On 10 May 2018, the Supreme Court of Canada released its decision in two important pay equity cases. Those decisions deliver 10 key wins for women’s pay equity rights.

One case, brought by CUPE and the FIQ, deals with women’s rights to maintain pay equity (“the Pay Equity Maintenance Appeal”).[1] The second case, brought by the CSN and CSQ, deals with women’s rights to pay equity in female-dominated workplaces like childcare centres and language interpretation (“the Female Workplaces Appeal”).[2]

While both appeals began in Quebec, the Court’s rulings apply across Canada.

In its majority decisions, the Supreme Court of Canada protected 10 key principles that give strong support to pay equity advocacy and rights enforcement. In particular, the Court explicitly:

  • recognized how systemic sex discrimination creates and feeds the gender pay gap;
  • identified key protections needed to redress systemic discrimination such as:
    • access to information from the employer relevant to pay equity;
    • pay equity rights for women in female-dominated workplaces, including women in the private sector; and
    • full remedies in pay equity maintenance, including retroactive pay; and
  • rejected several arguments that governments and employers have repeatedly tried to use to deny women’s pay equity claims.

PRINCIPLES RECOGNIZING SYSTEMIC SEX DISCRIMINATION IN PAY AND WOMEN’S FUNDAMENTAL RIGHT TO PAY EQUITY

1. Pay equity is a fundamental human right.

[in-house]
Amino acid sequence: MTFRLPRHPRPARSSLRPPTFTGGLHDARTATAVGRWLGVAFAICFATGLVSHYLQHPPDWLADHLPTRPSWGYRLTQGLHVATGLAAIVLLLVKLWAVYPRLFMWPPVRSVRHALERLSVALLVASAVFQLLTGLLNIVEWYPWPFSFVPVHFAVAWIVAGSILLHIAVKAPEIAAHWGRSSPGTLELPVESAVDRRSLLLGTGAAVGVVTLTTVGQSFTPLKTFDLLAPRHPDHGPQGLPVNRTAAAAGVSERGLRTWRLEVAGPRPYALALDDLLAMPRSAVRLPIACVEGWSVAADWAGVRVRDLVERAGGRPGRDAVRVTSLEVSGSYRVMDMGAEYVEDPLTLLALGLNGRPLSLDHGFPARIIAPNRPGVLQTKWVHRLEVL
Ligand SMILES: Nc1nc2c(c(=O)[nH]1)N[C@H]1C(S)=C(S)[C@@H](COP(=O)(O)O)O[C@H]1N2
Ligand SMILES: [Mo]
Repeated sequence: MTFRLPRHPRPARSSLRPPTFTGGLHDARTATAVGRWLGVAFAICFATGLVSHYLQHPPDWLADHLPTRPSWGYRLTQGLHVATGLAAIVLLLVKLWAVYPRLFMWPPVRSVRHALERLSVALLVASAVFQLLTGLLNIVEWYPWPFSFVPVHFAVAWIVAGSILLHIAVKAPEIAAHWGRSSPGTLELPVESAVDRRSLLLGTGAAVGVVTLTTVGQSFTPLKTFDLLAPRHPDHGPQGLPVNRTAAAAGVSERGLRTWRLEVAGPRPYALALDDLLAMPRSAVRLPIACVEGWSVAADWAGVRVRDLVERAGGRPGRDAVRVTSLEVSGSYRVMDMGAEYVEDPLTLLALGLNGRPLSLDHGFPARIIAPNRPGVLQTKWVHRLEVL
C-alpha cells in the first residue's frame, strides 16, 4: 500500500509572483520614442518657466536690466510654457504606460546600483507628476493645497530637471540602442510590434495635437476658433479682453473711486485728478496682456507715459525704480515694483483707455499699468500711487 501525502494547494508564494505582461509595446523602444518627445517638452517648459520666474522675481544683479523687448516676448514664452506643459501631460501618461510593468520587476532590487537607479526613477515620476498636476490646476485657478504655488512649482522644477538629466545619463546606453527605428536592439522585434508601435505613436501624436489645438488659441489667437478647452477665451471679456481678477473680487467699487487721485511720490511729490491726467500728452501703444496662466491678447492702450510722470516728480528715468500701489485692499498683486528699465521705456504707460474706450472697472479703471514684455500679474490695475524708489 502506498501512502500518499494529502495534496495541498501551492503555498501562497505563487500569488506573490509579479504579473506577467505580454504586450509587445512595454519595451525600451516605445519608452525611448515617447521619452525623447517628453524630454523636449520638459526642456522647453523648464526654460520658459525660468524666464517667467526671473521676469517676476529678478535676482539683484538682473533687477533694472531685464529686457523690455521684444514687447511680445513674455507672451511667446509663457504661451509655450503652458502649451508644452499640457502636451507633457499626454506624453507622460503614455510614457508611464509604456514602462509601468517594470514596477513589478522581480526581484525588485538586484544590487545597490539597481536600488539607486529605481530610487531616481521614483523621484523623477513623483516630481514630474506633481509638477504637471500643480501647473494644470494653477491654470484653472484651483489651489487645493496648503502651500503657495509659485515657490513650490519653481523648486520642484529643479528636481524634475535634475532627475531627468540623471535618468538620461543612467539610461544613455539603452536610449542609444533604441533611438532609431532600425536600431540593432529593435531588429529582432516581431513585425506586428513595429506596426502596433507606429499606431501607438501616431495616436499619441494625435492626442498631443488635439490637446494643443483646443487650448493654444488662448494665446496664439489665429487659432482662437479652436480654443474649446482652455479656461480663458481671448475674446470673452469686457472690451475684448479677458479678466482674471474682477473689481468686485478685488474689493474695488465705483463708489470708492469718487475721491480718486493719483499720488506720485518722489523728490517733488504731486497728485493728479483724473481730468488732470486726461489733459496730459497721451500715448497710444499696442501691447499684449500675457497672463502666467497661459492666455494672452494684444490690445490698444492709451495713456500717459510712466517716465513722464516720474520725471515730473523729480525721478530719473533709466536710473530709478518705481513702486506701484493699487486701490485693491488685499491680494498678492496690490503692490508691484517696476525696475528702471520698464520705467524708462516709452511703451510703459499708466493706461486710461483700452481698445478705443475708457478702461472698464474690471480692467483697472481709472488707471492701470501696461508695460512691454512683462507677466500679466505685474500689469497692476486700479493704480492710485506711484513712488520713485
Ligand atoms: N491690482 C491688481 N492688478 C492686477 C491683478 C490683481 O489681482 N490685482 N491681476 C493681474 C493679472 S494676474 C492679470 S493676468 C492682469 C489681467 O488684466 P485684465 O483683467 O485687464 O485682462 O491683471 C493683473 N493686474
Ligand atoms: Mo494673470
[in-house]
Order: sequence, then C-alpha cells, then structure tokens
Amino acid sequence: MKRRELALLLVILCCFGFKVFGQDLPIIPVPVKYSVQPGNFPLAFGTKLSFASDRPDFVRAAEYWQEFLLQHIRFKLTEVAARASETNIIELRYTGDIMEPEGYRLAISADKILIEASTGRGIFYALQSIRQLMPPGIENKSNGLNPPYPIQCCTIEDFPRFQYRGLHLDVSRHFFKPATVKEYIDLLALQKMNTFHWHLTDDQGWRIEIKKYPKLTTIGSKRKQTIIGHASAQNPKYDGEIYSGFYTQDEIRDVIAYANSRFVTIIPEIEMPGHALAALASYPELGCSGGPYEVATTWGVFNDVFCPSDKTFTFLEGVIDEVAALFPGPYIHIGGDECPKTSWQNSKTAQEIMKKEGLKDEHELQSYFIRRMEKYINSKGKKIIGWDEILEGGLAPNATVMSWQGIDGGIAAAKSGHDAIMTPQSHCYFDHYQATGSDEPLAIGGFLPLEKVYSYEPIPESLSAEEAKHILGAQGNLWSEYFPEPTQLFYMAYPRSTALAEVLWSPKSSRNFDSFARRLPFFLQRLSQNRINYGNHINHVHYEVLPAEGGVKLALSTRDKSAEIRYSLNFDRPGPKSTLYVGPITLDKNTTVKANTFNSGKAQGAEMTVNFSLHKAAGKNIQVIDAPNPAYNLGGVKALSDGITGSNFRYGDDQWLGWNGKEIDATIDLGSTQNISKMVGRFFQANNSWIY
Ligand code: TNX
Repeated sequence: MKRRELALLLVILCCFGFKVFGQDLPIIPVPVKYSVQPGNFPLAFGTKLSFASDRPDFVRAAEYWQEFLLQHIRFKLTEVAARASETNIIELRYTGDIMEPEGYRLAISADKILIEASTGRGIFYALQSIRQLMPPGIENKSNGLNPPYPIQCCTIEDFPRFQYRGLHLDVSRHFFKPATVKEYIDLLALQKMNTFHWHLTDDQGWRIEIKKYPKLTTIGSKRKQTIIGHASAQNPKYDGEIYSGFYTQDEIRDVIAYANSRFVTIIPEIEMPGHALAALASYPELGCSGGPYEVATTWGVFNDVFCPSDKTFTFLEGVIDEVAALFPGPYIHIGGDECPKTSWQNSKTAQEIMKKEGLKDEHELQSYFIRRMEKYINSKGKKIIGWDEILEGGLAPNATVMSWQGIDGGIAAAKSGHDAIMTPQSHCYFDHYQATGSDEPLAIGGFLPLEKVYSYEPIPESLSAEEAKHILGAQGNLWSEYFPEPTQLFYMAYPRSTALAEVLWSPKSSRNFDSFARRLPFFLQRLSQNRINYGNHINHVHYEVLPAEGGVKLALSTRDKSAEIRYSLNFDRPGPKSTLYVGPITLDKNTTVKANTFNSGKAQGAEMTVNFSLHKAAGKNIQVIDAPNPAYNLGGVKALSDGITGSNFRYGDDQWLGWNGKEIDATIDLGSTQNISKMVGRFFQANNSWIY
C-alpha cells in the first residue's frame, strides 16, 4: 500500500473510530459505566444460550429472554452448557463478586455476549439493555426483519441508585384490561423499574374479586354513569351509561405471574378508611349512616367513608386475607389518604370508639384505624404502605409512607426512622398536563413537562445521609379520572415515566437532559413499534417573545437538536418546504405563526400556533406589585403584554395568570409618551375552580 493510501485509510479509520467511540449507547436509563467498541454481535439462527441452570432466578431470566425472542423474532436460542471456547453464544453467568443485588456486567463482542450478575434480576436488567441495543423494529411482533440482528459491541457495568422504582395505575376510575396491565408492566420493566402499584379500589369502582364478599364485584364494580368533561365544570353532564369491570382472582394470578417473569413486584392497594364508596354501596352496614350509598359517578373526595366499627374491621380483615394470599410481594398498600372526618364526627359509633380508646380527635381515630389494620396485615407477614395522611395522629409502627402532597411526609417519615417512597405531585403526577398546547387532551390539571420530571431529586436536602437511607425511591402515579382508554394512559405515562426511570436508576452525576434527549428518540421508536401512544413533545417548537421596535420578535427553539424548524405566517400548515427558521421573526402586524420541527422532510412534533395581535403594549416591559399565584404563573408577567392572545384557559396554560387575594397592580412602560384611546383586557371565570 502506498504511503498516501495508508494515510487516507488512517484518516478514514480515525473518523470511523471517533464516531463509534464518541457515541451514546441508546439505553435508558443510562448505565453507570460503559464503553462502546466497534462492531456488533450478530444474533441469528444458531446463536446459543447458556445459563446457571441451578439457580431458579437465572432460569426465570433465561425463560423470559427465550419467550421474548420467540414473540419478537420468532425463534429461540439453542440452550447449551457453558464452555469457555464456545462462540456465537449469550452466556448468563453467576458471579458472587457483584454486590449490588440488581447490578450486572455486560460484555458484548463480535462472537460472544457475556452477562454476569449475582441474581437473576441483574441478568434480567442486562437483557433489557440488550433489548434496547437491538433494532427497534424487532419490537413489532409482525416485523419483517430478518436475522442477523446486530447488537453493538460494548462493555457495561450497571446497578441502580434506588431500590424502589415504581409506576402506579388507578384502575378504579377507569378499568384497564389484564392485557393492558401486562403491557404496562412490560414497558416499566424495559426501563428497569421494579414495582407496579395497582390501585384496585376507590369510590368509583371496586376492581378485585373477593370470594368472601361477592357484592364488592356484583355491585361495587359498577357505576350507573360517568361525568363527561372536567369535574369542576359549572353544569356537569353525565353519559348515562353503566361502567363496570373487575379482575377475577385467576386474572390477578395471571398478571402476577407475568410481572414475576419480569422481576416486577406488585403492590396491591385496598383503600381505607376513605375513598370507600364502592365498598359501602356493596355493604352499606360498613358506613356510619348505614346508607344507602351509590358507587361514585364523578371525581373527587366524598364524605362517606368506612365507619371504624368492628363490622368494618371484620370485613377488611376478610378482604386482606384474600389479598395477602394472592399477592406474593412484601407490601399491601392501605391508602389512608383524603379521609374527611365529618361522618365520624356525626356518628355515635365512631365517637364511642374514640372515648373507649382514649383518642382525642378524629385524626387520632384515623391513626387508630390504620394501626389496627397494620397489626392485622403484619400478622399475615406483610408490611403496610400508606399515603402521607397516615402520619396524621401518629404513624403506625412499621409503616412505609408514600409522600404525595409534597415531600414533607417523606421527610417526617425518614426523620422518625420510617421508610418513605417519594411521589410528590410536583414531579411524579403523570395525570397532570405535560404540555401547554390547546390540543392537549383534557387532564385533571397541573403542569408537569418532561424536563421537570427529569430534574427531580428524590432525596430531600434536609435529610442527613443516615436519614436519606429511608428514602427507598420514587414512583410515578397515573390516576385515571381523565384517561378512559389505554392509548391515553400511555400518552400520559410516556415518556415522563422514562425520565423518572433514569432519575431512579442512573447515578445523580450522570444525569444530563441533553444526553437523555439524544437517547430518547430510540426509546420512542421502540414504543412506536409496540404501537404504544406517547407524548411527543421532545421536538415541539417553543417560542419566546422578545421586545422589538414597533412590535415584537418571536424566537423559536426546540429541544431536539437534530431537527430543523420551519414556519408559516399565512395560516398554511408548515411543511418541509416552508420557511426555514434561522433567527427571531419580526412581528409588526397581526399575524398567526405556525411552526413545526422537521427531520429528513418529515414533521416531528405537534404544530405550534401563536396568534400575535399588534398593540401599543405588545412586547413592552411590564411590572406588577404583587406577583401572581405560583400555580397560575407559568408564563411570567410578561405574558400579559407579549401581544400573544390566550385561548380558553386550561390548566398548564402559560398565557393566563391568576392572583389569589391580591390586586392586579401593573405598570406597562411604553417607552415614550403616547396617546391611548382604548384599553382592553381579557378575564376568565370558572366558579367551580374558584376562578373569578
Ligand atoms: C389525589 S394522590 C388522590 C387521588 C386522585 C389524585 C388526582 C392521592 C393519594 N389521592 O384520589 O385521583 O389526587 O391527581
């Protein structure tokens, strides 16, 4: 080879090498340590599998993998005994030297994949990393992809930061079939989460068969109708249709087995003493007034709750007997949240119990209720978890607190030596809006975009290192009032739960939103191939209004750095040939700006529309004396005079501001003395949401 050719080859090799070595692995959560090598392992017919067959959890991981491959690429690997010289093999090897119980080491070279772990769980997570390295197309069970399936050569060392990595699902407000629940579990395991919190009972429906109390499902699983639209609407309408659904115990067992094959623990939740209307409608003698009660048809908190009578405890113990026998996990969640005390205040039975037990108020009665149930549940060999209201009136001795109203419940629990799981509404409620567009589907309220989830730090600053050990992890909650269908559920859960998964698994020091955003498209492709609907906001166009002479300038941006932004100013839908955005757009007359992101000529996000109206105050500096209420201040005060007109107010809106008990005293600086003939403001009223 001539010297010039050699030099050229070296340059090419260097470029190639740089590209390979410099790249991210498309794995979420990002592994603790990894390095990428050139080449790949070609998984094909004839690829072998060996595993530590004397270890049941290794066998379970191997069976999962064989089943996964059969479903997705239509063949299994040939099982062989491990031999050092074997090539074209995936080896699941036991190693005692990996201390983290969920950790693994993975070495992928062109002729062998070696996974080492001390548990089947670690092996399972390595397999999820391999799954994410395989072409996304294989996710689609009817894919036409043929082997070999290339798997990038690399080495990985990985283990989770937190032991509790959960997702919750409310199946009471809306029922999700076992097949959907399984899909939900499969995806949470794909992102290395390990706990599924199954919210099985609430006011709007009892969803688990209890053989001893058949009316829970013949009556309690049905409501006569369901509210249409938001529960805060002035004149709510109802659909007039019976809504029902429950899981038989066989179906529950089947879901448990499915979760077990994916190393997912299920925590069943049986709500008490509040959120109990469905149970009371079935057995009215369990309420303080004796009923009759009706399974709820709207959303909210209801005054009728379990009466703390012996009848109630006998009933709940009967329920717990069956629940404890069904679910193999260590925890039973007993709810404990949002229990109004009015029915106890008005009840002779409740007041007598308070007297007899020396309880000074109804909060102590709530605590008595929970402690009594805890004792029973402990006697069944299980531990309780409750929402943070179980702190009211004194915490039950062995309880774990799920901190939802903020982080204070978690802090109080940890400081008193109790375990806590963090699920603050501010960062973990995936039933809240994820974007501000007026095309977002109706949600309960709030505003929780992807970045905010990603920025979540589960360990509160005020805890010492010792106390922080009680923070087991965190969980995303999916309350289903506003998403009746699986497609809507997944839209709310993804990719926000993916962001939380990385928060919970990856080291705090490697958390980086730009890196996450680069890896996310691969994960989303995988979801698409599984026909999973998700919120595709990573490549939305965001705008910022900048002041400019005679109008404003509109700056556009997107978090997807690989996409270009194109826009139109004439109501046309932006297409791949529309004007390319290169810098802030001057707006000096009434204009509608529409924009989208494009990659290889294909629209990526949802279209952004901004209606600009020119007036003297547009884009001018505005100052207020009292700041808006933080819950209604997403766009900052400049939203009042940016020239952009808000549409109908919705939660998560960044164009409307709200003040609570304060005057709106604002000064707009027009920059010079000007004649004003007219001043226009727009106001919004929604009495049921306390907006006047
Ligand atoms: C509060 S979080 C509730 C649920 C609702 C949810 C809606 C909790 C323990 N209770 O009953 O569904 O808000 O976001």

The decisions map the history of pay equity as a fundamental human right both in Canada and in international human rights instruments. They show that pay equity laws are part of the ongoing efforts to achieve women’s right to equality by ending the systemic sex discrimination that produces and sustains “the deep and persistent gap between women’s and men’s pay”.[3]

2. The gender pay gap is caused by systemic sex discrimination that continues to this day.

The Court strongly emphasizes that women have been, and continue to be underpaid due to systemic sex discrimination that devalues women’s work socially and economically.[4]  Women should receive equal pay “because they are equal”. But systemic sex discrimination deprives “women of benefits routinely enjoyed by men – namely, compensation tied to the value of their work. Men receive this compensation as a matter of course”.[5]

3. Occupational segregation and the devaluation of women’s work cause women in female-dominated workplaces to face the deepest sex discrimination.

Systemic sex discrimination in pay “exists in the workforce whether or not there are male comparators in a particular workplace” and “women in workplaces without male comparators may suffer more acutely from the effects of pay inequity precisely because of the absence of men in their workplaces”.[6]

KEY PROTECTIONS NEEDED IN PAY EQUITY LEGISLATION

4. Limiting the pay equity rights of women in female-dominated workplaces is discrimination on the basis of sex.